When I was kid and I received any kind of card in the mail, my Mom would basically ground me until I wrote a hand-written thank you note to whomever I had received the card from.  As you can imagine that’s the last thing any kid wants to do.  Fast-forward 30 years later, I’m working as a financial advisor at Chase.  This client comes in; he had just inherited $1 Million and wanted advice on how to invest it.  I had a complete array of JP Morgan mutual funds at my disposal to show him and more stats about historical summary than anyone should probably ever need to know.  He left seemingly unconvinced of the financial power I had access to.

 

When I look at Roger Federer and Rafael Nadal I see a lifetime of follow-through.  And I’m not speaking about Federer’s one-handed backhand that paints the corners, or Nadal uncoiling his whiplike forehand.  I’m referring to the follow-through they both have to have in order to be in the finals of the 2017 Australian Open.  Commentators started to write Federer off when he turned 30.  Federer’s list of career achievements is unparalleled. There are web sites devoted to chronicling all he has done in the tennis world so I won’t even begin here.  If you don’t know about him, he has won 17 career Grand Slam Titles, more than anyone else in the history of Tennis.  One of the core elements of Federer has always been his high level of fitness and that he has been able to play mostly injury free. Entering 2016 he was hampered by injuries which knocked him out for over 6 months.  He could have easily called it a career.  He had nothing left to prove, but he fought back, rehabbed and trained hard; slipped in the world rankings and now sits on the cusp of his 18th Grand Slam victory.

 

Rafael Nadal, for only being 30, has had a laundry list of injuries over the last 12 years which are chronicled by Tennis World.   Nadal plays a very physical game; whereas Federer seems to float Nadal seems to charge, and that charging has taken it’s toll.  He too could retire at any point as the best clay court player ever, as well as one of the best tennis players ever.  He has fourteen career grand slams, tied with Pete Sampras and 2nd only to Roger Federer.  Like Federer, he could’ve just phoned it in or have called it a career, but he hasn’t. He has fought through every injury and set back with a tremendous attitude and great follow-through.  And as result he sits on the verge of his 15th Grand Slam Title.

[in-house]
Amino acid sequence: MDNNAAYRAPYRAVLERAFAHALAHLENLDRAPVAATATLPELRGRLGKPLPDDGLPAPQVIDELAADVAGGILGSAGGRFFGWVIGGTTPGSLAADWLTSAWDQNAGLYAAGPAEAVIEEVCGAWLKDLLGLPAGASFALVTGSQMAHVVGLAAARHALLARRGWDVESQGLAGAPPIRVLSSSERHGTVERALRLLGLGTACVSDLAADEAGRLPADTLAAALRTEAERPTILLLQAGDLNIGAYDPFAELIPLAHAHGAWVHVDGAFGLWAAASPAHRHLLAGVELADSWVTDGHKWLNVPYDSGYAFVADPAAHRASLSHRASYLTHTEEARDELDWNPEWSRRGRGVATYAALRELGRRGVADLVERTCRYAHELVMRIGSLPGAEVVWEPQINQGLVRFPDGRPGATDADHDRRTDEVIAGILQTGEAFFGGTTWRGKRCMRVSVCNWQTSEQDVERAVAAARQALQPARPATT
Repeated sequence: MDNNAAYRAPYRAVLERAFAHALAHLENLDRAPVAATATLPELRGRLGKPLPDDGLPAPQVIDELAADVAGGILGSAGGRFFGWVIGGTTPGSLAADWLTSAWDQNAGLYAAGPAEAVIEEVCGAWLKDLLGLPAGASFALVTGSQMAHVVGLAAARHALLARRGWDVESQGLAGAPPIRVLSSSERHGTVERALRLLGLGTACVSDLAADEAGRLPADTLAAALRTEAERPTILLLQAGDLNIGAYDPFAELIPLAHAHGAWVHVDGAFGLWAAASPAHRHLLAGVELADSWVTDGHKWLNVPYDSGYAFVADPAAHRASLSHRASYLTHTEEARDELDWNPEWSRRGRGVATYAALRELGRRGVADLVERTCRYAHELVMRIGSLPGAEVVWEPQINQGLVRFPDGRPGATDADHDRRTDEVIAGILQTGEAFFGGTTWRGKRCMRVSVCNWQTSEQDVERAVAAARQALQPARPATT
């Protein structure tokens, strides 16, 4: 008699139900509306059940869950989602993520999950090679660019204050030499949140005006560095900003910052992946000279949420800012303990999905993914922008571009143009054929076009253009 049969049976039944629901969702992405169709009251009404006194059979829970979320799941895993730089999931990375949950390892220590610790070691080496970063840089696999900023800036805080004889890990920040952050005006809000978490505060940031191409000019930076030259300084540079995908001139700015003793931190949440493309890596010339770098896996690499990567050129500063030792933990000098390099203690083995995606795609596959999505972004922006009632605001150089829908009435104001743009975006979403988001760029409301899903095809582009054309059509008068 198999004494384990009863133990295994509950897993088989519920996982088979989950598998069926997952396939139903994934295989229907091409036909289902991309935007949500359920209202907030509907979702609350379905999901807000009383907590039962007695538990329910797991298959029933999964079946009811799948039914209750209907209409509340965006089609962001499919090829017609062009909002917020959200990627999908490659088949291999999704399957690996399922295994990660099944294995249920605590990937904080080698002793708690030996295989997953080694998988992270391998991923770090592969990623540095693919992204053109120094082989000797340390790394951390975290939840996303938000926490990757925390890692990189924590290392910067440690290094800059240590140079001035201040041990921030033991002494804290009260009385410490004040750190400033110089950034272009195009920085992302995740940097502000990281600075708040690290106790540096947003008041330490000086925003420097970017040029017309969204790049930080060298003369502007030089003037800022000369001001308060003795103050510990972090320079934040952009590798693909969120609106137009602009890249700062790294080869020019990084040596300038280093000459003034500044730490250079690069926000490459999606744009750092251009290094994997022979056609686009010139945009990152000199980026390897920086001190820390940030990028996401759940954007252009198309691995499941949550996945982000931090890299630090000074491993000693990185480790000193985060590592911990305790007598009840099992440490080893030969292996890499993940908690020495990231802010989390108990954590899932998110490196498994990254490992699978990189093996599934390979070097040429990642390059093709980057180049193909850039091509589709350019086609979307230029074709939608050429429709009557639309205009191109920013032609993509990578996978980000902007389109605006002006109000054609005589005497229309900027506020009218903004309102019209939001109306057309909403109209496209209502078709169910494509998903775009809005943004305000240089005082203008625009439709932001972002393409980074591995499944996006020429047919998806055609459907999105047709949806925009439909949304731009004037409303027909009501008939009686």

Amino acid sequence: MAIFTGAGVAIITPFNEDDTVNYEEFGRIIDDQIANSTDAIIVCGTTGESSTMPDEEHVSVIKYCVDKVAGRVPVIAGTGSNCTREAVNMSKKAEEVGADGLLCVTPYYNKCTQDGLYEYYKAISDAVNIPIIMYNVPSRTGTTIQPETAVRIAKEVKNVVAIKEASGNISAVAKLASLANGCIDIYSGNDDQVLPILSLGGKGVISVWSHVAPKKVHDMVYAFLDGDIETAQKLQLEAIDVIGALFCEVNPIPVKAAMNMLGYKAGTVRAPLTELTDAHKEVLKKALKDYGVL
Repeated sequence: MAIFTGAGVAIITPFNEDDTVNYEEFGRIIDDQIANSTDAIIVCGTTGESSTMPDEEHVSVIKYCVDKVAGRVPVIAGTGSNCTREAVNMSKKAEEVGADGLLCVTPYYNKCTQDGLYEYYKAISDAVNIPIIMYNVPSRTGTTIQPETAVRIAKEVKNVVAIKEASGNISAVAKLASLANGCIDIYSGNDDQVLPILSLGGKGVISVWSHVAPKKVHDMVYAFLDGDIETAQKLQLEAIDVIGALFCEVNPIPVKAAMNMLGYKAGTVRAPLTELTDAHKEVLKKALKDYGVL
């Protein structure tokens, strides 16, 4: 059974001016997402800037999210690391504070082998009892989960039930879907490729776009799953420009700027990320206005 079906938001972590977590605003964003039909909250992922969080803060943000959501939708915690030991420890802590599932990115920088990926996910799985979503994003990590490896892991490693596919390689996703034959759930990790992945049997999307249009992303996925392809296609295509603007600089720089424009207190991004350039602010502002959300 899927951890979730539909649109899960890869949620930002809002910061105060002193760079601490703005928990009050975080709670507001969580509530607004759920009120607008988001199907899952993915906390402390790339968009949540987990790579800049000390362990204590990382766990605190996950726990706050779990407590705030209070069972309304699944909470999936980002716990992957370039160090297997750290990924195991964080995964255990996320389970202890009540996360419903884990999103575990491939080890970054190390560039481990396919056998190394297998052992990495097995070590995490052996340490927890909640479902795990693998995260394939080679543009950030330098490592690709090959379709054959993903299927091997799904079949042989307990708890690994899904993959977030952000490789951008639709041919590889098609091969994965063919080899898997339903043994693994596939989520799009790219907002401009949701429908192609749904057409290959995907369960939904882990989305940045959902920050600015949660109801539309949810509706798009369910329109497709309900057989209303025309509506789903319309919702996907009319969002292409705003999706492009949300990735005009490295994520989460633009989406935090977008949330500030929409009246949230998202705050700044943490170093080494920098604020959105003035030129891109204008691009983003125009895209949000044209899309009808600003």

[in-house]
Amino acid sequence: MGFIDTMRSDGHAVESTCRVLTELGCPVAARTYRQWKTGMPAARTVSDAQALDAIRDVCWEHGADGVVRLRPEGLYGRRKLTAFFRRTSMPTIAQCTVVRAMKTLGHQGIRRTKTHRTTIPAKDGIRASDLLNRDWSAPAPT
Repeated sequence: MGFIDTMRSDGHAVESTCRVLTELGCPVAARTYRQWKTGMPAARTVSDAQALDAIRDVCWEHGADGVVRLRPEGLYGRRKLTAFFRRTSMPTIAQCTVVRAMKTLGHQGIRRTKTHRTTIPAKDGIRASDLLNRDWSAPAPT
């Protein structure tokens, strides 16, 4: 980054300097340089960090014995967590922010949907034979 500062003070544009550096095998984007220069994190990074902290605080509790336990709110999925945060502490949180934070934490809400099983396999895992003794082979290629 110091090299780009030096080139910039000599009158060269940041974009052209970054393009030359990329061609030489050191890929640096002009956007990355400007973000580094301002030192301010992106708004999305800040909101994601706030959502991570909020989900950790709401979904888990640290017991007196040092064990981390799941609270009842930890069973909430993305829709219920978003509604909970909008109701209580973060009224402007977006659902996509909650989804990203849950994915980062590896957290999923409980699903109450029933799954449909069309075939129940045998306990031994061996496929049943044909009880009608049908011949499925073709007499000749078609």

Andy Murray is at the top of his game #1 in the world.  Novak Djokovic is always a force to be reckoned with. The list of young up and comers goes on and on.  The fact that both Federer and Nadal could have called it quits long ago is testament to their fortitude and follow-through.  One could argue they only made the Australian Open finals because Murray and Djokovic bombed out.  Isn’t that what follow-through is though, being there at the end of the day and still pushing and competing even when it looks on paper like others already have the victory sewn up?  Whoever wins the match tomorrow, in my book Federer and Nadal are always great examples of class and persistence.

 

Back to my client with the $1 Million to invest.  After he left I wrote him a hand-written thank you note, thanking him for his time and letting him know if I could ever do anything for him to please let me know.  He called a week later, set another appointment and ended up investing the $1 Million with me.  Thanks to my Mom for teaching me the value of follow-through.  We might not all play on the world stage like Federer and Nadal, but it seems we can achieve any goals if we just follow through.

 

Thanks to Flickr for the photos

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